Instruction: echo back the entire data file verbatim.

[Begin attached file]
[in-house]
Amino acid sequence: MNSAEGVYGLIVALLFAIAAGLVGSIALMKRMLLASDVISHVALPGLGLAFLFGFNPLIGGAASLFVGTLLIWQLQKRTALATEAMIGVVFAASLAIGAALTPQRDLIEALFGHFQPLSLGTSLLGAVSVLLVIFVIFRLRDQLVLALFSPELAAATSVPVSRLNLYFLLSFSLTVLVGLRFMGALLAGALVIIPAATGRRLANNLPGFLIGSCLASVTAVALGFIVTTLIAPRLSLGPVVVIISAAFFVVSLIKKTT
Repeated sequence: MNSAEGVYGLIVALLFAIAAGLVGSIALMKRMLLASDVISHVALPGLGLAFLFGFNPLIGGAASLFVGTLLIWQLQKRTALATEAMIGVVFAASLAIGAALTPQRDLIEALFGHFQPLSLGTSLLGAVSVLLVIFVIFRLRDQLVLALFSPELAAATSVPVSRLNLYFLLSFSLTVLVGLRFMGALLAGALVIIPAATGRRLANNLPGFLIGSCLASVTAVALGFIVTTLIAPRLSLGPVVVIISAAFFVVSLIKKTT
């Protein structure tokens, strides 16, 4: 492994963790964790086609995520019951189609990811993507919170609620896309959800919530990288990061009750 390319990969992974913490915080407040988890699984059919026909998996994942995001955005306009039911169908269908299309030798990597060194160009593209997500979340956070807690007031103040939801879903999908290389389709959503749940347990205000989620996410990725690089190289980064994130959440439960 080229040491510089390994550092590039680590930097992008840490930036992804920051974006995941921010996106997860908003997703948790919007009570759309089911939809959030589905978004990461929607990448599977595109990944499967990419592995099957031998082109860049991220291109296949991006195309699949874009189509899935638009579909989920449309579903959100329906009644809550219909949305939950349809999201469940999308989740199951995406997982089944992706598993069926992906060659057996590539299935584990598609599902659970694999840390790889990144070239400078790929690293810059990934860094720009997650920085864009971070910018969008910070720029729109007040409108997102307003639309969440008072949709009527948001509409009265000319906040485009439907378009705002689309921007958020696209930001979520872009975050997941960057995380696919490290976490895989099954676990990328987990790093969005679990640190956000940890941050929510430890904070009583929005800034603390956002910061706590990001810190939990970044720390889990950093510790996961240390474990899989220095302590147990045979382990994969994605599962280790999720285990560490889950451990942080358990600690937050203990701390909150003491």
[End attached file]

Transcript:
[in-house]
Amino acid sequence: MNSAEGVYGLIVALLFAIAAGLVGSIALMKRMLLASDVISHVALPGLGLAFLFGFNPLIGGAASLFVGTLLIWQLQKRTALATEAMIGVVFAASLAIGAALTPQRDLIEALFGHFQPLSLGTSLLGAVSVLLVIFVIFRLRDQLVLALFSPELAAATSVPVSRLNLYFLLSFSLTVLVGLRFMGALLAGALVIIPAATGRRLANNLPGFLIGSCLASVTAVALGFIVTTLIAPRLSLGPVVVIISAAFFVVSLIKKTT
Repeated sequence: MNSAEGVYGLIVALLFAIAAGLVGSIALMKRMLLASDVISHVALPGLGLAFLFGFNPLIGGAASLFVGTLLIWQLQKRTALATEAMIGVVFAASLAIGAALTPQRDLIEALFGHFQPLSLGTSLLGAVSVLLVIFVIFRLRDQLVLALFSPELAAATSVPVSRLNLYFLLSFSLTVLVGLRFMGALLAGALVIIPAATGRRLANNLPGFLIGSCLASVTAVALGFIVTTLIAPRLSLGPVVVIISAAFFVVSLIKKTT
């Protein structure tokens, strides 16, 4: 492994963790964790086609995520019951189609990811993507919170609620896309959800919530990288990061009750 390319990969992974913490915080407040988890699984059919026909998996994942995001955005306009039911169908269908299309030798990597060194160009593209997500979340956070807690007031103040939801879903999908290389389709959503749940347990205000989620996410990725690089190289980064994130959440439960 080229040491510089390994550092590039680590930097992008840490930036992804920051974006995941921010996106997860908003997703948790919007009570759309089911939809959030589905978004990461929607990448599977595109990944499967990419592995099957031998082109860049991220291109296949991006195309699949874009189509899935638009579909989920449309579903959100329906009644809550219909949305939950349809999201469940999308989740199951995406997982089944992706598993069926992906060659057996590539299935584990598609599902659970694999840390790889990144070239400078790929690293810059990934860094720009997650920085864009971070910018969008910070720029729109007040409108997102307003639309969440008072949709009527948001509409009265000319906040485009439907378009705002689309921007958020696209930001979520872009975050997941960057995380696919490290976490895989099954676990990328987990790093969005679990640190956000940890941050929510430890904070009583929005800034603390956002910061706590990001810190939990970044720390889990950093510790996961240390474990899989220095302590147990045979382990994969994605599962280790999720285990560490889950451990942080358990600690937050203990701390909150003491």